The year is 1989. I bought a computer game called F-16: Combat Pilot, a flight simulator featuring free-flight, five types of single-player missions, a full campaign mode, serial-port multiplayer, and then some. Gloriously wrapped in four colors and magnetized on two single-density 5.25-inch floppy disks. Total size: 680 KB. Nowadays, it is not uncommon for individual applications to weigh dozens if not hundreds of megabytes. But it doesn’t have to be that way. In Linux, you can save some space by using libraries that are shared across multiple applications (hence their name, shared libraries). When it comes to self-contained application formats like snaps, the tables are turned once again, as snaps bundle all the necessary dependencies inside, and thus take more disk space. If you want to make your snapped applications as small and lean as possible, we have a few neat suggestions. [...] The final artifact of the snap build process is a compressed squashFS file, with the .snap suffix. Originally, snaps were compressed using the xz algorithm, for highest compatibility with the widest range of devices. More recently, in order to help speed us snap launch times, we also introduced the use of the lzo algorithm, which results in 2-3x application startup times improvements. The main reason for this is the lesser compression used in lzo compared to xz, meaning the system needs fewer CPU cycles, and thus less time, to uncompress the snap on the system. However, it also introduces size inflation. [...] Disk utilization matters less now than it did a decade or two ago, but you can still try to make your applications small and tidy. This also helps reduce bandwidth usage, improves portability, and if you’re using system backups, reduces the time needed to copy all the relevant data. With snaps, there are many ways you can trim down on the digital excess, including the use of extensions, sparing use of necessary runtime dependencies, and pruning the extras from the prime directory. Not only will your snaps be smaller in size, you will also ensure higher consistency, better system integration and improve the application startup time. All these are important, highly noticeable elements of the user experience. If you have any other suggestions or ideas on how to conserve space or optimize snap creation, please join our forum and share your thoughts.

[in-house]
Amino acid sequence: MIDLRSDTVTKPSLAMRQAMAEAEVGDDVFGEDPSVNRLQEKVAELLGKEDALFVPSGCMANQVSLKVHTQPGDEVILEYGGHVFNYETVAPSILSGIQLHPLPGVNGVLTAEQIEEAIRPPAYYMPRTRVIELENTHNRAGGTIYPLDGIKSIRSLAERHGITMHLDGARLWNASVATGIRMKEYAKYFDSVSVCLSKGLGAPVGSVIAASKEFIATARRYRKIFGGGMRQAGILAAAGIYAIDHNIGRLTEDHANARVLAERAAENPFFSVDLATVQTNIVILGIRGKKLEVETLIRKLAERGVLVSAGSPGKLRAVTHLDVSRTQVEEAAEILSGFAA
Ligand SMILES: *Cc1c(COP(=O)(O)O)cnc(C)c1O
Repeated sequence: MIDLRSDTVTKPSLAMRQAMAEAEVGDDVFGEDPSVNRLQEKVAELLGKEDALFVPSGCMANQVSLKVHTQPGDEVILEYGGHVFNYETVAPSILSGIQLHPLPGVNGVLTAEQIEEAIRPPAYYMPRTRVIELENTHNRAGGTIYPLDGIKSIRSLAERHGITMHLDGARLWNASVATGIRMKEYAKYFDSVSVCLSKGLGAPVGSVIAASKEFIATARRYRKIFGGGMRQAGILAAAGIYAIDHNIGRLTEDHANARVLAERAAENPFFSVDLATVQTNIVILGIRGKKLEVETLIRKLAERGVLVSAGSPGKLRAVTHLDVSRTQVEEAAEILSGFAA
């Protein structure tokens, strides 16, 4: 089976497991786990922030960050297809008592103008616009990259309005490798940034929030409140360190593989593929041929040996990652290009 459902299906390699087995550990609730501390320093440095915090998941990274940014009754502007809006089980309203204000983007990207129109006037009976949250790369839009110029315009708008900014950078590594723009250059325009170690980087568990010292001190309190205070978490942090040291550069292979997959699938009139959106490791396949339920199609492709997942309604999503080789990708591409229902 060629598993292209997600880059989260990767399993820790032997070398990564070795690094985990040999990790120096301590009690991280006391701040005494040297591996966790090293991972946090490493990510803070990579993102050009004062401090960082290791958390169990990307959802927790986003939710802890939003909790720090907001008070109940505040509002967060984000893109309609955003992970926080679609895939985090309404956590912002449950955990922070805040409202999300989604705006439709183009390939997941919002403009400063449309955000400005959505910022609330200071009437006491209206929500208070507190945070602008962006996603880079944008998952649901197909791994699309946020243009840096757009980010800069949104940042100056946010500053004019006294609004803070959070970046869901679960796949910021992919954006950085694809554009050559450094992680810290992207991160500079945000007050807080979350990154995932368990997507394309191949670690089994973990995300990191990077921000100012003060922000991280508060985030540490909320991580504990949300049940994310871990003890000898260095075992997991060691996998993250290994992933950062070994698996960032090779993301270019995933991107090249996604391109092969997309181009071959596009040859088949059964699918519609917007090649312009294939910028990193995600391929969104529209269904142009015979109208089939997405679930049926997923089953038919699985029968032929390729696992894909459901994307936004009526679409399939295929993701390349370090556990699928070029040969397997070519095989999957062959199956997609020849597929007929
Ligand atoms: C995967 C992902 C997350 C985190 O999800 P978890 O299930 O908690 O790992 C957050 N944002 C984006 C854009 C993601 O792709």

• Canonical keynote at Embedded World 2021: Bosch Rexroth achieves complete IoT automation with Ubuntu Core

    series that’s already being used in the current stable release, Ubuntu 20.10 (Groovy Gorilla). But that good news I want to share with you today is the fact that Ubuntu 21.04 will also offer several apps from the GNOME 40 stack.